Am I going deaf? How can I protect my hearing? | health and fitness | Hindustan Times
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Am I going deaf? How can I protect my hearing?

Delhi and Mumbai have been ranked among the world’s noisiest cities with the highest population with hearing loss. Other than traffic and ambient sounds in our busy cities, we are damaging our ears by exposing ourselves to potentially-damaging decibels at rallies, weddings, cinemas or music.

health and fitness Updated: Mar 07, 2017 17:41 IST
The risk to hearing depends on the loudness, duration and frequency of exposure, headphone/earbuds use, and family history of hearing loss.
The risk to hearing depends on the loudness, duration and frequency of exposure, headphone/earbuds use, and family history of hearing loss.(Shutterstock)

Having trouble following a conversation in a noisy restaurant? How loud is too loud? Do men’s voices sound clearer than women’s? These questions have become relevant with Delhi and Mumbai being ranked among the world’s noisiest cities with the highest population with hearing loss. Other noisier cities in India didn’t make it to the list simply because they were not reviewed.

Repeated exposure to loud noise or music causes hearing loss, defined has having a hearing threshold below the normal 25 dB (decibel, the unit to measure sound) in one or both ears.

Apart from traffic and ambient sounds in busy cities, listening to unsafe levels of sound on smartphones and exposure to potentially-damaging decibels at rallies, weddings, cinemas, concerts, sporting events and bars can also damage hearing.

How loud too loud

Using headphones and earbuds exposes you to around 100 decibels (dB), and frequenting clubs and concerts to 120 dB. (Shutterstock)

Exposure to more than 85 decibels (dB) for eight hours or 100dB for 15 minutes can make you go deaf, estimates the World Health Organisation. If you have to speak in a loud voice to be understood, background sound is probably in excess of 90 dB (subway train or noisy traffic signal). Using headphones and earbuds exposes you to around 100 decibels (dB), and frequenting clubs and concerts to 120 dB.

When the exposure is particularly loud, regular or prolonged, it can permanently damage the ear’s sensory cells and cause irreversible hearing loss. The risk to hearing depends on the loudness, duration and frequency of exposure, headphone/earbuds use, and family history of hearing loss.

Wired to sound

Listening to uninterrupted and loud music on earphones damages tiny hair cells (nerve endings) that change sound into electric signals in the inner ear. These nerves carry the signals to the brain, which recognises sound.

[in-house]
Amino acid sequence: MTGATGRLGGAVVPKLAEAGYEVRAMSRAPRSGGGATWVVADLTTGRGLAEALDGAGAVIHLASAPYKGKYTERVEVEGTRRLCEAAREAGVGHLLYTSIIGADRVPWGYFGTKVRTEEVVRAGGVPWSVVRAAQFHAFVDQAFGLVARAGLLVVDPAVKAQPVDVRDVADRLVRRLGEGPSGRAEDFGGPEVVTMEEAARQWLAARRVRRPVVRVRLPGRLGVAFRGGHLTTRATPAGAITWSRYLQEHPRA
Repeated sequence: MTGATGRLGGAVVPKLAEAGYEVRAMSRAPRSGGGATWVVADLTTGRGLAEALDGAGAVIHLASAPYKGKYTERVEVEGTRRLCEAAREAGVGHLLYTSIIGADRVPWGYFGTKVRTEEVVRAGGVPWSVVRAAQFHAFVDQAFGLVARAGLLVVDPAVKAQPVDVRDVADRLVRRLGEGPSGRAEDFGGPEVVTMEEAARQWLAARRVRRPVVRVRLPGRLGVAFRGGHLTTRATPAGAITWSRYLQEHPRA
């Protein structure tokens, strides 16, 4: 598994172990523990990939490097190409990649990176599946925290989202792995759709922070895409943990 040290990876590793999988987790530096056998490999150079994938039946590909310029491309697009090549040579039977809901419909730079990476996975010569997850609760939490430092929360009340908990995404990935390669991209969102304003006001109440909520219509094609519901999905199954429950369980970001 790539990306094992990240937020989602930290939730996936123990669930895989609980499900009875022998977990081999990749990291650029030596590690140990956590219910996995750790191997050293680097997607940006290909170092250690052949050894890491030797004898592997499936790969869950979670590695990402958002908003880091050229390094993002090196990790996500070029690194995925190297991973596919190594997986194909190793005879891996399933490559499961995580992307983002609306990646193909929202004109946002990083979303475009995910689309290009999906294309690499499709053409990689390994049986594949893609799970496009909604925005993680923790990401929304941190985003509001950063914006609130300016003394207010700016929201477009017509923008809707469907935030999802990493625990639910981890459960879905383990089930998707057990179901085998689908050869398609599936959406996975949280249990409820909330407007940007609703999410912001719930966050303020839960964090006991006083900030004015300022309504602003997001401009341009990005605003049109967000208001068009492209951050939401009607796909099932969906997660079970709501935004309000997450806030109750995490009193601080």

Earbuds (inserted into the ears) hurt the most as they do not block outside sounds, which prompts users to turn up the volume. Since they fit inside the ear, they blast loud music directly into the ear canal, which causes more damage to the nerve endings in the inner ear than music played out loud. If the person next to you can hear what you’re listening to on your earphones, it’s over 100 dB and too loud.

The American Auditory Society’s ear-buds rule is 60/60 —listen to not more than 60 minutes at a time at 60% of the maximum volume of your device. Hearing loss can occur after four years of daily exposure to 95 dB; and two hours of daily exposure to 100 dB, which means music lovers can have damaged hearing by their mid-teens.

Red flags

Ringing or “muffling” after prolonged or sudden exposure to loud sound is a sign that your ears need at least 24 hours to recover. Between 15% and 20% people worldwide have tinnitus, but in most cases, the ringing subsides within minutes and hours. Recurrent or persistent tinnitus that last for more than a day indicates permanent hearing damage needing medical attention. Avoid loud environments such as nightclubs if you’ve already had tinnitus and if you can’t, use earplugs or earmuffs.

How to protect hearing

Hearing loss usually creeps up, with most people now realising they have a problem till they have lost up to 50% of their hearing. What affects hearing? Is it ambient noise – sound of traffic, construction, machines etc – or overuse of headphones and earbuds that blast loud decibels into young ears for hours at a go.

Limit exposure to noisy environments by taking short breaks, using earplugs and ear-muffs and restricting the daily use of personal audio devices to less than one hour say. Use noise-cancelling headphones/earbuds and download smartphone apps to monitor your listening levels. Ensure laws that limit honking and the use of loudspeakers, concerts and construction after working hours in your neighbourhood.

Back to sound

Hearing, especially in young people, improves if they stop abusing their ears. (Shutterstock)

The good news is that hearing, especially in young people, improves if they stop abusing their ears. And we must. More than 5% of the world’s population – 360 million people – has disabling hearing loss (328 million adults, 32 million children), estimates the WHO, with one in three people over 65 years being affected. While there is no data for India, US data shows hearing loss has gone up by 33% in American teens over the past two decades. Those with permanent hearing loss must use hearing aids, cochlear implants, and other assistive devices to ensure their life and that of others around them doesn’t suffer because of this sensory deficit.

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